Another reason I don’t write on the bus is because I have to pay attention. I’m learning the stops and the intersections because I need to know how soon my stop is coming and what street I’m on. The drivers don’t generally call the stops, which is unfortunate. It would be helpful for those of us who are not completely familiar with the route, or who have been reading or talking. On the other hand, I am starting to get more familiar with the terrain between my home and work, which is useful. And by the time I get to work I’m alert and energized.
Chalk Me Up as Eccentric?
I am getting a consistent mixed reaction of admiration and polite incredulity at work, and even one offer of help. I’d bet money that some of those polite people assumed I was one step out of the poor house, or else not allowed to drive.
Credit card debt was part of my incentive, but I don’t have a shocking amount, I don’t think. I sold the car, which was financed, to start making a dent in that debt. I sold it so I could have things that I care more about than the ability to jump in the car any time I want without planning responsibly. Things like a nice wedding present for my sister, and the STC Summit in May. The day I sold my car, I filled out a 401K form so I could start maxing out the employer match again, like I used to before my ex and I split up and I got my own place. I sold my car to get breathing room and peace of mind and other stuff that I enjoy more than traffic and hating on the slow drivers in front of me.
I’ve only been a tech writer for a few years, but really, I make enough as a single person without kids to get by and have some nice things. I just can’t have everything. So I have ditched my car for the time being.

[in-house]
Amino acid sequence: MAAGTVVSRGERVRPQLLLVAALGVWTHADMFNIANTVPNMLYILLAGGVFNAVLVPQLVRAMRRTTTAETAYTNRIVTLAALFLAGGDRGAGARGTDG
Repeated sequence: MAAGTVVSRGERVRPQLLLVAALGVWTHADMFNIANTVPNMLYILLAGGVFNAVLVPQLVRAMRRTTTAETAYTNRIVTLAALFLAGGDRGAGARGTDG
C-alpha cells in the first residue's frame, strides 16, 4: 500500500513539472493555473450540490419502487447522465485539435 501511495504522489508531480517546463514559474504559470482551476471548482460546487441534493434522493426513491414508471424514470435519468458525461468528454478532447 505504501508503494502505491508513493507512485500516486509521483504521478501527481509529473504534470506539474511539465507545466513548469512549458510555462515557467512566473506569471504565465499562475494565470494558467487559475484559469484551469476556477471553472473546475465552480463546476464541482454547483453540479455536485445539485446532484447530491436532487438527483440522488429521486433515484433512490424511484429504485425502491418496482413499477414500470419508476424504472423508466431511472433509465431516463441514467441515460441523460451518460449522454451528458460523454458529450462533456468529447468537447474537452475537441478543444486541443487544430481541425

Okay, Now for the Tips
I’ve had a little bit of experience on buses in various cities, but nothing this hardcore. Some of these I stole from my Chicago friends. If you have more, let me know in the comments.
It’s all about gear:
- In Florida it’s rain gear: umbrella, hat, pants, coat, boots. A trash bag and towel at your desk for the rain gear.
- Comfy shoes to walk to and from stops, and to walk to lunch.
- A place at work to lock up your laptop somewhere instead of taking it home.
- A small flashlight or a flashing light like bicyclists use. That way the bus driver can see you well ahead of time at night and you can see in your bag to find your bus pass.
- A cell phone. A smart phone is nice, since you are saving so much on gas and insurance. Then you can tweet and look up bus routes.
- Good coffee that you can make at work, since you won’t be stopping at Starbucks on the way in.
- Change to buy a newspaper.
- Individually-wrapped hand wipes.
- Talk to the bus driver if you’re not a hundred percent sure about your stop or your transfer. If he or she is not super nice, other riders might be able to help. But I think bus drivers are mainly pretty helpful.
- Do not sit anywhere near the sleeping drunk people. They have gas.